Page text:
The Shakur Estate announced on Nov. 2 that the “Tupac Shakur Wake Me When I’m Free,” a massive touring museum exhibit, will open on Jan. 21 in Los Angeles. The exhibit is described as a fully immersive, thought-provoking museum experience that explores the life and legacy of the late rapper, actor and visionary.
The exhibit will include Tupac’s handwritten lyrics from songs including “California Love” and “Dear Mama” along with galleries that pay homage to his upbringing and late mother, Afeni Shakur. The exhibit is expected to spend six months in Los Angeles with the hopes of touring other cities.
“There are thousands of pieces of paper, handwritten pieces of paper – which is everything from his lyrics to all of the songs and poetry that you know down to a grocery list for a birthday party,” Arron Saxe, president of Kinfolk Management + Media, who is working with Shakur’s estate told Complex.
Saxe has worked with estates for other iconic music artists, including Otis Redding and Donny Hathaway.
“The whole point of this exhibit was to not only show the kaleidoscopic nature of Tupac, but also show how he is relatable. There are incredible pieces of clothing. This exhibit is also a mix of contemporary art and technology too. Many of the artifacts have never been seen before,” Saxe added.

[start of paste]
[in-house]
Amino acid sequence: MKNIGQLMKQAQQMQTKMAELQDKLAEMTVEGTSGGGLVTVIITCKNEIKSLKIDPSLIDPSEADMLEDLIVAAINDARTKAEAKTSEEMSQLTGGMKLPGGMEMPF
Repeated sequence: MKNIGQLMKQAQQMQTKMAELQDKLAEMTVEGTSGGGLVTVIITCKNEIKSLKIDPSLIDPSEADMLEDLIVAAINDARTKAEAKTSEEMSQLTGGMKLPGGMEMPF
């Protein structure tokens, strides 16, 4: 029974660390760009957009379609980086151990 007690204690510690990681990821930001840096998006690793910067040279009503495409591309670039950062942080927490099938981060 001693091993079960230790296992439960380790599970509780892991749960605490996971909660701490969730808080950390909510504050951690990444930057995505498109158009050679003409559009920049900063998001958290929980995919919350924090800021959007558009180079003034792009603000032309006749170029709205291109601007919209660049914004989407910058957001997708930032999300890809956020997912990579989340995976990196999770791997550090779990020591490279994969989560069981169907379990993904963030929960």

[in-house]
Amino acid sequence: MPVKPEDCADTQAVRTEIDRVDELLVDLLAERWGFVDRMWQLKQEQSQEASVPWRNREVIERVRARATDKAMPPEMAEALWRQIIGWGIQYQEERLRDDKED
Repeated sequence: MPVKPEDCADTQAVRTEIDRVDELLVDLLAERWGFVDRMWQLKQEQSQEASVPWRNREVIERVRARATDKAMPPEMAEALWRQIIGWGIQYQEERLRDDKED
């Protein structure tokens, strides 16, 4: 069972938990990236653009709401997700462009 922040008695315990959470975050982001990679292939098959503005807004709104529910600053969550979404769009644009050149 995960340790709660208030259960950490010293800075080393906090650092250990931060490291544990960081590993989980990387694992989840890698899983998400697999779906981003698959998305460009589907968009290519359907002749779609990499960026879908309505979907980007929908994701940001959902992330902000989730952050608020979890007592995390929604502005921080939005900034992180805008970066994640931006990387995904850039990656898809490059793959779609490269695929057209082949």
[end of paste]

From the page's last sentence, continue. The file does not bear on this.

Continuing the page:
Music, poetry, wardrobe, activism material and other items from the “Brenda’s Got A Baby” rapper’s life will also be included in the 20,000 square foot exhibit. One of the exhibits in the gallery will be dedicated to Tupac’s mother Afeni, who was also an activist and Black Panther.
Jeremy Hodges’ Project Art Collective firm is working with The Rock and Roll Hall of Fame on the creative portion of the exhibit as well.
“Tupac Shakur was my Malcolm; he was my Martin, and to build an experience that honors such a prolific man, cannot be summed up in words. We wanted to create a memorable experience that will inspire you to be better than when you walked in, all while leaving you with the knowledge that he was a true revolutionary spirit,” Hodges added to Complex.